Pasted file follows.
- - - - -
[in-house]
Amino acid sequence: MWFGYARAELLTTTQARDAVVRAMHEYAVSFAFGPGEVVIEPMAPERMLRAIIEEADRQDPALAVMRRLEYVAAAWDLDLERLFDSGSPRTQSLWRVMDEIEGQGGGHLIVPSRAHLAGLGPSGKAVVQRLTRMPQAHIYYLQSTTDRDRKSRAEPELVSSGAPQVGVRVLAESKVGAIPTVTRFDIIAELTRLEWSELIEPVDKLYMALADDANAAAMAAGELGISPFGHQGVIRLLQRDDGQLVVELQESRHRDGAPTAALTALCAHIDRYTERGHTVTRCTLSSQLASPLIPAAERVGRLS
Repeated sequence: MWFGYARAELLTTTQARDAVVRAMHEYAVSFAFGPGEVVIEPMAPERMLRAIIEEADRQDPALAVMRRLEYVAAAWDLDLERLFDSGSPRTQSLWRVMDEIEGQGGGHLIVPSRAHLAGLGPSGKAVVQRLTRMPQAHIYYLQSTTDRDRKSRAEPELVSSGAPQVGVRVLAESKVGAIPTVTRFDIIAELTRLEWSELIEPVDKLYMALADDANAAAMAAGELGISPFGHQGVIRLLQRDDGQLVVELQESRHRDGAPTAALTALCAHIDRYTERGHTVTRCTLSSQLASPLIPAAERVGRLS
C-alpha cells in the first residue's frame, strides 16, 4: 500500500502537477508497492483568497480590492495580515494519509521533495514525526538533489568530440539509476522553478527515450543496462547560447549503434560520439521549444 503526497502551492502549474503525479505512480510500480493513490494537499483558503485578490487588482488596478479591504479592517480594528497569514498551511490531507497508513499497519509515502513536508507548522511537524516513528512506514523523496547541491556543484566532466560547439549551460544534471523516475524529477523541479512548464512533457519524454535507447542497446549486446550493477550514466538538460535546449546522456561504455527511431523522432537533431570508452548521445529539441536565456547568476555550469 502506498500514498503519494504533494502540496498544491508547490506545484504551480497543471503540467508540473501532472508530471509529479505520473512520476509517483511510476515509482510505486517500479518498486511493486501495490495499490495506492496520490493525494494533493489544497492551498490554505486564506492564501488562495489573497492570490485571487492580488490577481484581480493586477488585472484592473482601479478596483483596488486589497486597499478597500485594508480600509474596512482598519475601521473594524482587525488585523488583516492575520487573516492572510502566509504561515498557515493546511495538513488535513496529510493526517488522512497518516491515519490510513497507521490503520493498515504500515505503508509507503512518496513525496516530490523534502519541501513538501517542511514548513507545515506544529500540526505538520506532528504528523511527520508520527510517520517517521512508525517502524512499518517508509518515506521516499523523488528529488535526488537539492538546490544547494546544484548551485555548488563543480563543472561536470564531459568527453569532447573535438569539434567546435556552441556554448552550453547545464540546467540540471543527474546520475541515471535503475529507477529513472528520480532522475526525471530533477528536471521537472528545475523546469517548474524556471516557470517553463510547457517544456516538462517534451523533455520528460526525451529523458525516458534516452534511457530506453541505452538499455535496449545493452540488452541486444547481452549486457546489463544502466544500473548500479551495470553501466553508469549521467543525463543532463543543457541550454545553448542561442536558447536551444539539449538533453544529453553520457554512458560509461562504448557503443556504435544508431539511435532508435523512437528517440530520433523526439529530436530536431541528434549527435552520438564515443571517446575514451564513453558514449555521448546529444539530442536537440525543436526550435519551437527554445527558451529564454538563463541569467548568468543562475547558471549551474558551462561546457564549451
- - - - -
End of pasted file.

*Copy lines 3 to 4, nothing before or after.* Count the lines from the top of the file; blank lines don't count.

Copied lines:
Repeated sequence: MWFGYARAELLTTTQARDAVVRAMHEYAVSFAFGPGEVVIEPMAPERMLRAIIEEADRQDPALAVMRRLEYVAAAWDLDLERLFDSGSPRTQSLWRVMDEIEGQGGGHLIVPSRAHLAGLGPSGKAVVQRLTRMPQAHIYYLQSTTDRDRKSRAEPELVSSGAPQVGVRVLAESKVGAIPTVTRFDIIAELTRLEWSELIEPVDKLYMALADDANAAAMAAGELGISPFGHQGVIRLLQRDDGQLVVELQESRHRDGAPTAALTALCAHIDRYTERGHTVTRCTLSSQLASPLIPAAERVGRLS
C-alpha cells in the first residue's frame, strides 16, 4: 500500500502537477508497492483568497480590492495580515494519509521533495514525526538533489568530440539509476522553478527515450543496462547560447549503434560520439521549444 503526497502551492502549474503525479505512480510500480493513490494537499483558503485578490487588482488596478479591504479592517480594528497569514498551511490531507497508513499497519509515502513536508507548522511537524516513528512506514523523496547541491556543484566532466560547439549551460544534471523516475524529477523541479512548464512533457519524454535507447542497446549486446550493477550514466538538460535546449546522456561504455527511431523522432537533431570508452548521445529539441536565456547568476555550469 502506498500514498503519494504533494502540496498544491508547490506545484504551480497543471503540467508540473501532472508530471509529479505520473512520476509517483511510476515509482510505486517500479518498486511493486501495490495499490495506492496520490493525494494533493489544497492551498490554505486564506492564501488562495489573497492570490485571487492580488490577481484581480493586477488585472484592473482601479478596483483596488486589497486597499478597500485594508480600509474596512482598519475601521473594524482587525488585523488583516492575520487573516492572510502566509504561515498557515493546511495538513488535513496529510493526517488522512497518516491515519490510513497507521490503520493498515504500515505503508509507503512518496513525496516530490523534502519541501513538501517542511514548513507545515506544529500540526505538520506532528504528523511527520508520527510517520517517521512508525517502524512499518517508509518515506521516499523523488528529488535526488537539492538546490544547494546544484548551485555548488563543480563543472561536470564531459568527453569532447573535438569539434567546435556552441556554448552550453547545464540546467540540471543527474546520475541515471535503475529507477529513472528520480532522475526525471530533477528536471521537472528545475523546469517548474524556471516557470517553463510547457517544456516538462517534451523533455520528460526525451529523458525516458534516452534511457530506453541505452538499455535496449545493452540488452541486444547481452549486457546489463544502466544500473548500479551495470553501466553508469549521467543525463543532463543543457541550454545553448542561442536558447536551444539539449538533453544529453553520457554512458560509461562504448557503443556504435544508431539511435532508435523512437528517440530520433523526439529530436530536431541528434549527435552520438564515443571517446575514451564513453558514449555521448546529444539530442536537440525543436526550435519551437527554445527558451529564454538563463541569467548568468543562475547558471549551474558551462561546457564549451